Under T-Mobile’s new setup, subscribers can purchase handsets by making a relatively small up-front payment and then paying the remaining cost of the phone over the following 24 months. For example, Apple’s iPhone 5 costs $99 down followed by 24 monthly payments of $20. While customers do not need to sign a standard contract committing them to T-Mobile’s wireless service for two years, they do have to sign an agreement taking responsibility for full equipment costs.
via T-Mobile No-contract Advertising: WA Court Orders Retraction | BGR.
Charging $(24×20) + $99 = $579 for an IPhone when you can get a decent tablet with a bigger screen and similar features for under $200 is ridiculous. It amazes me how people will complain when gas goes up a nickel a gallon but don’t think twice about over paying for cell phones by hundreds of dollars.
Projections from the Yankee Group, a Boston-based analytics firm, highlight the potential: the number of smartphones in use is projected to double from 1.5 billion in 2013 to nearly 3 billion in 2017. Most of those 1.5 billion new adoptions will be in the developing world, and the vast majority will be lower-end Android phones. Facebook also wants to capture the attention of those who haven’t yet gotten access to the Internet—and will likely first do so on a mobile device.
via Facebook “Home” Is Next Step in Facebook’s Developing World Strategy | MIT Technology Review.
So what can you do about all this the next time you’re ready to upgrade phones? The alarming answer is not much. According to Reiber, all of our volunteers did the right thing. They used the software tools available to restore each phone to its factory settings. But that didn’t matter. The data is still there, if you have the means to recover it. In fact, Reiber says there’s only one surefire way to make sure someone isn’t going to come along behind you and scarf up your old bits: Take a hammer to it.
via Break Out a Hammer: You’ll Never Believe the Data ‘Wiped’ Smartphones Store | Gadget Lab | Wired.com.
Another reason not to use your mobile gadget for storing any sensitive information. Here’s a link to MPE+ Mobile Phone Forensics mentioned in the article. Here’s a sample of their features:
PHYSICAL IMAGING OF ANDROID DEVICES
MPE+ enables physical imaging of Android devices. MPE+ features built in rooting functions that allows the physical analysis of any partition on an Android device. No need to pay for additional “rooting” suites.
For example, if the user of an e-reader or smartphone wants to share a book or picture with someone else, that person’s phone will transmit an audible signal that can be received and decoded by other devices within earshot. The decoded signal contains information (such as a URL) allowing the receiving device to download the shared content from a remote server.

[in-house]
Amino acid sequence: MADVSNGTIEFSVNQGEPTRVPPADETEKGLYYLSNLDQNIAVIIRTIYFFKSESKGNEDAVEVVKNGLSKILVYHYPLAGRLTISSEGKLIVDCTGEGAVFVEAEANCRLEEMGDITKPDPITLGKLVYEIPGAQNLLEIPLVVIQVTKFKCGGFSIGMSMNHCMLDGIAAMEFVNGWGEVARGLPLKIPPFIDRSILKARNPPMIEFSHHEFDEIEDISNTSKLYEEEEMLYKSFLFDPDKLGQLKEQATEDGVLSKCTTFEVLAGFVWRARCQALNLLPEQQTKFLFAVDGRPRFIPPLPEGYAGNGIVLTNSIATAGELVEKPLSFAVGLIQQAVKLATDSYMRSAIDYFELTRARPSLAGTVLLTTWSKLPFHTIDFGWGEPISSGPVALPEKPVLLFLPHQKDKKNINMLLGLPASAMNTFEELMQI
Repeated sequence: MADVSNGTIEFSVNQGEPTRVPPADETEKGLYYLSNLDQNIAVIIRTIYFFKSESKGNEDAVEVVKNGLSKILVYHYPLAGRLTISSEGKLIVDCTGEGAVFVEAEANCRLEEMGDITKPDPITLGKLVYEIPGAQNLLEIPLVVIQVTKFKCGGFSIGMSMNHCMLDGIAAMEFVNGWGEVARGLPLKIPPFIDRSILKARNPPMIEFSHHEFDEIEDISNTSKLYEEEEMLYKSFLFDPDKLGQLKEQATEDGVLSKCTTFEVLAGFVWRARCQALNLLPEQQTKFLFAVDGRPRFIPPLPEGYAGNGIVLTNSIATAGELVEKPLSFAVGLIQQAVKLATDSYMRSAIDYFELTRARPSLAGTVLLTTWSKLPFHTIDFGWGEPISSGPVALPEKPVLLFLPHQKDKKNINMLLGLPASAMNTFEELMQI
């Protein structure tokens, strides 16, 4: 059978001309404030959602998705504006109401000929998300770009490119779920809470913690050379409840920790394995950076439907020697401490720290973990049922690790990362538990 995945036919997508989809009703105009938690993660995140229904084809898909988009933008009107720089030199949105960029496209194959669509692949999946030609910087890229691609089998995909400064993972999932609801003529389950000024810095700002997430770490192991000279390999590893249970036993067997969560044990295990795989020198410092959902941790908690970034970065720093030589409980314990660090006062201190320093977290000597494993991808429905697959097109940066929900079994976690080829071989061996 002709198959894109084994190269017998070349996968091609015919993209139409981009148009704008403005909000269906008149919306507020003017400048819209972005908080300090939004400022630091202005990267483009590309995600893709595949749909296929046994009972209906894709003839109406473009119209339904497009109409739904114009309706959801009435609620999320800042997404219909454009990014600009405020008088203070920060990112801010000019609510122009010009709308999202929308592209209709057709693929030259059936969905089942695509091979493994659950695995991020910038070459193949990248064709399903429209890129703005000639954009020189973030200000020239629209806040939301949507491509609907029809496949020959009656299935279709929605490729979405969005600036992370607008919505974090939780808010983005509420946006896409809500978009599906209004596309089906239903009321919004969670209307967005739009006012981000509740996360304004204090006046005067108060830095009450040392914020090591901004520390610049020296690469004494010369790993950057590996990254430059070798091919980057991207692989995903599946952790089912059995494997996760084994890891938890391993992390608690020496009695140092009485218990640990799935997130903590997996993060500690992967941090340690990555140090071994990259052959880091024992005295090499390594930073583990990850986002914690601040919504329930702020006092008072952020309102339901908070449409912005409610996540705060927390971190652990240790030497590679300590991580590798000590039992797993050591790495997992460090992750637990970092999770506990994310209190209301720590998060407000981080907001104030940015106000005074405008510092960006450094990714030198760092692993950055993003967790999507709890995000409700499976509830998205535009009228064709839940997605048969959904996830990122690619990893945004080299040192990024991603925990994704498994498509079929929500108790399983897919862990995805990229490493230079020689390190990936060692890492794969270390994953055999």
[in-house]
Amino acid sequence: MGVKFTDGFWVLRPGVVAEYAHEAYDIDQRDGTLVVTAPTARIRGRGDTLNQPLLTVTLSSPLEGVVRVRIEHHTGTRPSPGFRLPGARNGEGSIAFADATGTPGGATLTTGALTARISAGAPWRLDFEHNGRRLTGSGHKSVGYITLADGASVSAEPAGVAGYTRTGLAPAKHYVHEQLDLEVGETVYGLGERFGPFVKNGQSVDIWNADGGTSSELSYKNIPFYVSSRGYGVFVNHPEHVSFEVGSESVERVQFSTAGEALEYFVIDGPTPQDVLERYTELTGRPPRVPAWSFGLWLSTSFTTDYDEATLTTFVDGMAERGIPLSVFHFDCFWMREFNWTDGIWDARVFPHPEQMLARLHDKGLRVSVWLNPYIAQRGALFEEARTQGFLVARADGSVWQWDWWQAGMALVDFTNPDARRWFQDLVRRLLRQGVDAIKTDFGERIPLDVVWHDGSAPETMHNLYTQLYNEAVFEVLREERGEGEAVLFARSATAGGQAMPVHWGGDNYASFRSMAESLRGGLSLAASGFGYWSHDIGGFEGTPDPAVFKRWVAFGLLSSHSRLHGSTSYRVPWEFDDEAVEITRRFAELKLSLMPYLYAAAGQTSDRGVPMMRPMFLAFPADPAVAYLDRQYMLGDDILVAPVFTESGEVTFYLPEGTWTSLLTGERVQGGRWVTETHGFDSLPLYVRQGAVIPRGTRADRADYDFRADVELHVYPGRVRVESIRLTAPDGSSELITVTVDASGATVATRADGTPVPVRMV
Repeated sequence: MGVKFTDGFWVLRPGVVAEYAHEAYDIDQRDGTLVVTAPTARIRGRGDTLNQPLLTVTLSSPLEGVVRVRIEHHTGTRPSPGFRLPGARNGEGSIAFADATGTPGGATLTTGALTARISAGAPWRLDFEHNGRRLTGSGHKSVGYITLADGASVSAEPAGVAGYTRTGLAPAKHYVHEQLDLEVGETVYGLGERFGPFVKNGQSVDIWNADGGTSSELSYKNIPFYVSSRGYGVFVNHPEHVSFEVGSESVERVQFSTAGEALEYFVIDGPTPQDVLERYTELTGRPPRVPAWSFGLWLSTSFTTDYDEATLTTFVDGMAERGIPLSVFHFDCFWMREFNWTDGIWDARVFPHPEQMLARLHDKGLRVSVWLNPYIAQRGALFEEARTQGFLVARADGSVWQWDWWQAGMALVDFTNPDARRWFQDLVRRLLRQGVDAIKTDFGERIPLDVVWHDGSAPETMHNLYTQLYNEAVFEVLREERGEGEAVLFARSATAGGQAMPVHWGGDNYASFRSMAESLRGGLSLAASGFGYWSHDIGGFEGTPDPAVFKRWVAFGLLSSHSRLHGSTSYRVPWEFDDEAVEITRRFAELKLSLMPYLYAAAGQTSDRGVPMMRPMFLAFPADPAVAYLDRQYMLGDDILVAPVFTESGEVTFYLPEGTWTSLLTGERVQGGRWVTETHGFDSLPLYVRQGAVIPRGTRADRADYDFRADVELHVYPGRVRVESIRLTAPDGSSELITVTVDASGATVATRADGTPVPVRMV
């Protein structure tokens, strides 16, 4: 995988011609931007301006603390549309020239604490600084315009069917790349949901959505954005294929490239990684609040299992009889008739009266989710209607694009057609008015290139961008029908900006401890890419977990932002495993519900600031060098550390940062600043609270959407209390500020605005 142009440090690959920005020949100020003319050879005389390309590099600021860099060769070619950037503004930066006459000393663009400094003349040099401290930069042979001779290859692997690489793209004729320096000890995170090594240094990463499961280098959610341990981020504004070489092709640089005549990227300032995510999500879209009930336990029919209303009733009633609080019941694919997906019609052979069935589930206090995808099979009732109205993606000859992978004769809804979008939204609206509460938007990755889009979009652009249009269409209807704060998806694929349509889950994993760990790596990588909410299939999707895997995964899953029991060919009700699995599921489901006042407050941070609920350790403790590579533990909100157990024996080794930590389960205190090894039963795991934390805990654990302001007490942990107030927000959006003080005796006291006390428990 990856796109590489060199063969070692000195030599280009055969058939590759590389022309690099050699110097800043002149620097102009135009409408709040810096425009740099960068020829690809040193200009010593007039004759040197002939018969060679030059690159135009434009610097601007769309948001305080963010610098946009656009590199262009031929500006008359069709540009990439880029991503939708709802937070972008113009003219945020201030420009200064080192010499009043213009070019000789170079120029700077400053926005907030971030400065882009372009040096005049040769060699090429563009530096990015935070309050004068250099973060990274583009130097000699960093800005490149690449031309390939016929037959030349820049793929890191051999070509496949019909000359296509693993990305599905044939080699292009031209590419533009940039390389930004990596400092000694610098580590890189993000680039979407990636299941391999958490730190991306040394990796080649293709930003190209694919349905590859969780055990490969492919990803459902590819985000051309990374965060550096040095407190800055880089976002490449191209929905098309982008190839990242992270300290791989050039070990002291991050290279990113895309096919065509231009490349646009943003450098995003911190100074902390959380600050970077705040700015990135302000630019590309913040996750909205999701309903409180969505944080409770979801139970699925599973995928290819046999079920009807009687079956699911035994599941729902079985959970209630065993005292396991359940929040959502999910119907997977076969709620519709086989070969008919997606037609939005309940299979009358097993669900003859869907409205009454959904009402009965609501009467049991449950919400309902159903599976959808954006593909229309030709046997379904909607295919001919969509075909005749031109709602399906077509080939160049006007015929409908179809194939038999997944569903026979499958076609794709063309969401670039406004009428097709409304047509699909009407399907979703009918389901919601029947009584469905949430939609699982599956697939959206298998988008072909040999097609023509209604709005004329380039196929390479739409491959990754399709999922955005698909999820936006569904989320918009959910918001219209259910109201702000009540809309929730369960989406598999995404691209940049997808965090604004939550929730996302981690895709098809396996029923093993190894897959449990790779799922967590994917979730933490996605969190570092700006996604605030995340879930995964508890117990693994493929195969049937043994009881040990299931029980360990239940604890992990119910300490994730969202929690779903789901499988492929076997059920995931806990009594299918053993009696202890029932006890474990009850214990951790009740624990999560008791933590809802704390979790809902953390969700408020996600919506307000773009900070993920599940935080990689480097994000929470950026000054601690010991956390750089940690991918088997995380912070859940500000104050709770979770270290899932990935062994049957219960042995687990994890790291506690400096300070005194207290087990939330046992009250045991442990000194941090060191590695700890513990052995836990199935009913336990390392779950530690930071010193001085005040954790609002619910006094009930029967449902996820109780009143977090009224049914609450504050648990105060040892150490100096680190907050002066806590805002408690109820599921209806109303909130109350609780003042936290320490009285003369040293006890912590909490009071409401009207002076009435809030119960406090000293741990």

via ‘Bezos Beep’ could replace the smartphone bump for mobile content sharing – GeekWire.
LOL. Someone reinvented the 300 baud modem.
For readers here I think this is a great primer for what the state of things looks like if you’re not paying super close attention to smartphone cameras, and also the imaging chain at a high level on a mobile device.
Some figures are from of the incredibly useful (never leaves my side in book form or PDF form) Field Guide to Geometrical Optics by John Greivenkamp, a few other are my own or from OmniVision or Wikipedia. I’ve put the slides into a gallery and gone through them pretty much individually, but if you want the PDF version, you can find it here.
via AnandTech – Understanding Camera Optics & Smartphone Camera Trends, A Presentation by Brian Klug.
First, let’s talk small. At just 3.5 inches, the iPhone 4 (and earlier) is relatively small compared to most higher-end phones on the market, yet it’s immensely popular. (Technically, the iPhone 5 has a 4-inch screen, but it’s just longer–not wider–so that doesn’t really count.) Apparently, then, that’s a good baseline for an acceptable screen size for a large swathe of the mobile market.
via Smartphone Screen Real Estate: How Big Is Big Enough? – HotHardware.
Created by a startup called ProtoGeo, Moves is free and currently available only for the iPhone (the company plans to release an Android version but hasn’t said when). The app’s precision and power consumption need work, but I’m convinced its simplicity represents the future of self-tracking.
via Review: An App Called Moves Logs Every Step You Take—No Extra Effort or Hardware Required | MIT Technology Review.
Running Android 4.1 with a custom Huawei user interface, the phone is dust- and water-resistant, as was demonstrated on stage when Richard Yu, CEO of Huawei’s consumer business group, poured water over the phone’s screen with no apparent problem. He also dropped it on stage, on purpose, to demonstrate toughness.
via Huawei shows off phone with monster 6.1-inch screen – Huawei Technologies, CES, mobile – PC World Australia.
“We believe it’s not enough just to put the radios together and put them in software. To get the most powerful, flexible, dynamic system, you want to tie all the video and photo processing together with the radio processing,” says Michael Doerr, the company’s founder and chief technology officer. “And we have a unique processor that can do that, but it’s a question of getting to the right performance and power trade-off.”
via A Reprogrammable Processor from Coherent Logix Could Handle All Radio, Video, and Photo Processing on a Smartphone or Tablet | MIT Technology Review.
The rapid growth of the Chinese smartphone market means that it is set to top the U.S. iOS and Android install base next year. According to a research report by Flurry released last month, China currently has 167 million iOS or Android devices, compared to 181 million in the U.S.
via China Says It Now Has 1.104B Mobile Users, While Mobile Communications Revenue Totaled $116.26B Over First 11 Months of 2012 | TechCrunch.